Chan compares what he refers to as elitist Asian theology, that grounded in the academy and more likely to be influenced by traditional Christian theology, to grassroots theology, that is what the local church actually practices as a living out of theology.

At times while reading, I found myself frustrated. Chan gives a thorough overview of many theologians and perspectives. But I got hung up on what I consider “the littles”: the minor nuances of human interpretation. In reality, I am simply frustrated by the finite attempting to define the infinite. Our words are too small; our understanding is too limited. All of our attempts will always fall short because the mind of man simply cannot grasp the mind of God.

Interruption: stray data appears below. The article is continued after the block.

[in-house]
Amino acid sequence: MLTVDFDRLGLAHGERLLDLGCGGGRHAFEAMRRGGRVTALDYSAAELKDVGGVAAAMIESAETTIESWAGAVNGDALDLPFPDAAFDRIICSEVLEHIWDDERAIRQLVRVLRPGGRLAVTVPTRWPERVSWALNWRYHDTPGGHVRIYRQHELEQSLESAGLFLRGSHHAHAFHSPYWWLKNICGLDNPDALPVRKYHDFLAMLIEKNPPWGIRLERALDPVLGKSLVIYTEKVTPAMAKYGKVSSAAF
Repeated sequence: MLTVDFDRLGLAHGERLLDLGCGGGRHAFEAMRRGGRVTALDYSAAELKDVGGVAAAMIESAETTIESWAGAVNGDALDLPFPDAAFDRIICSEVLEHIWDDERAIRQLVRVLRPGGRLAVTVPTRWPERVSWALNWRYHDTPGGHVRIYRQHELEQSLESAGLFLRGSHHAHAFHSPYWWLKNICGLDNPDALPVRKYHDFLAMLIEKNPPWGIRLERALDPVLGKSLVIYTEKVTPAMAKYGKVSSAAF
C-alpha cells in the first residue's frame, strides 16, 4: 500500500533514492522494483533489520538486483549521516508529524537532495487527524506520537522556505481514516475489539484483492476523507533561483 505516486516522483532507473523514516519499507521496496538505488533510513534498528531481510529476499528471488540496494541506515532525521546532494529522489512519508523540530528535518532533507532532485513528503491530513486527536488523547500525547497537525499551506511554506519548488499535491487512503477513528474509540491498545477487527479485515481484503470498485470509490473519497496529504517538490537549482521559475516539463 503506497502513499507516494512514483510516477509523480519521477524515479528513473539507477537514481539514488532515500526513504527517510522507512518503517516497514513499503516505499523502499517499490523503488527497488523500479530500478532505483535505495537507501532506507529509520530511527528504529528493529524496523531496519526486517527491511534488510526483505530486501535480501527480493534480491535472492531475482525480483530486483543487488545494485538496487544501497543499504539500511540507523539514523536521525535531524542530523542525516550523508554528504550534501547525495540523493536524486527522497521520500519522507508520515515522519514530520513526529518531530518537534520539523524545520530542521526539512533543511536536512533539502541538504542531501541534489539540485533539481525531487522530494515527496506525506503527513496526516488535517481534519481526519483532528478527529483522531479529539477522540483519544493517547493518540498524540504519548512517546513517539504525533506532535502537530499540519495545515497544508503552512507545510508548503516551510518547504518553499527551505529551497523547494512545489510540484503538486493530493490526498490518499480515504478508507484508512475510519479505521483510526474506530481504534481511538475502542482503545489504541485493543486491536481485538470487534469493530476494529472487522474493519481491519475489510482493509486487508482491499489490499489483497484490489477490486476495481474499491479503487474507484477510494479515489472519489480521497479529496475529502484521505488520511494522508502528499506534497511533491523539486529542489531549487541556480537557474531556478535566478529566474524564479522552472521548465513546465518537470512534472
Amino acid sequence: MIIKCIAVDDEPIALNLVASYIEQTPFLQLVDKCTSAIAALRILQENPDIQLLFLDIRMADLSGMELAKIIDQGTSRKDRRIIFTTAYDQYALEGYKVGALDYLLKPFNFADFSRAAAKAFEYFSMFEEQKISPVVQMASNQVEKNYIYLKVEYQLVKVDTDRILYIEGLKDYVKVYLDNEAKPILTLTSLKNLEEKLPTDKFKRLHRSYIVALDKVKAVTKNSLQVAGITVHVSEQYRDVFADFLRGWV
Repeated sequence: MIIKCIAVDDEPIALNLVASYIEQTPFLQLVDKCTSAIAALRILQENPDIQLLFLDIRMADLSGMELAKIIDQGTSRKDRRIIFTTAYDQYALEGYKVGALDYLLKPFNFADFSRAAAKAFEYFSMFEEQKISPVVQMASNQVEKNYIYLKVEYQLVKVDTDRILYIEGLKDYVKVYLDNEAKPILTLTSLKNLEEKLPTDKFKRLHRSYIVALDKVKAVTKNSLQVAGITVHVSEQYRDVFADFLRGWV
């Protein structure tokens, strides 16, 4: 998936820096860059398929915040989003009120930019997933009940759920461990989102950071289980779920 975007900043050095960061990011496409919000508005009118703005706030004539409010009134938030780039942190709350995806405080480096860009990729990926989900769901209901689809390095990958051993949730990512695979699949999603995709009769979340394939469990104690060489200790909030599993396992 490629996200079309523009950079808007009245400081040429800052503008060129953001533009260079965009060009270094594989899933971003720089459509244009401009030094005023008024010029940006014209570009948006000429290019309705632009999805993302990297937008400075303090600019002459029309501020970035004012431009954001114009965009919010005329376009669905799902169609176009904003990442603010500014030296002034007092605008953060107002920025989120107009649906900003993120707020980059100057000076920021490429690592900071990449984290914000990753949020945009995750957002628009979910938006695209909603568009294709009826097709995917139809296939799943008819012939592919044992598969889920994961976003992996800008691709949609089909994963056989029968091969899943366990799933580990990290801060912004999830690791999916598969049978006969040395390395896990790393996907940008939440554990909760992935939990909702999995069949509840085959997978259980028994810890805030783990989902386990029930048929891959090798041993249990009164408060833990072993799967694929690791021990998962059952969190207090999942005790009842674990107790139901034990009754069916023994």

Does this mean that we should not attempt to describe God, man’s relationship to Him, and our meaning and purpose? By all means no. Once I move past this, I begin to see how gaining a perspective from a cultural context other than my own can only increase my understanding of who God might be. The familiar creates a box. The unfamiliar, if I can allow myself to consider it, opens new insights and possibilities.

For example, I became particularly thoughtful when considering the perspective of a “shame and honor” culture regarding sin and humanity. The western perspective considers the individual, and our individual relationship with God. We enter into a personal relationship with Him when we become Christians. When we sin, we discuss this as being personally guilty. However, the impact of our sin is often seen solely in our personal experience. In Asian cultures that are more shame and honor oriented, my sin causes harm to another, namely God, and takes away both His and my own honor. Human beings tend to become more conscientious when they recognize how their behavior impacts others. Regarding sin: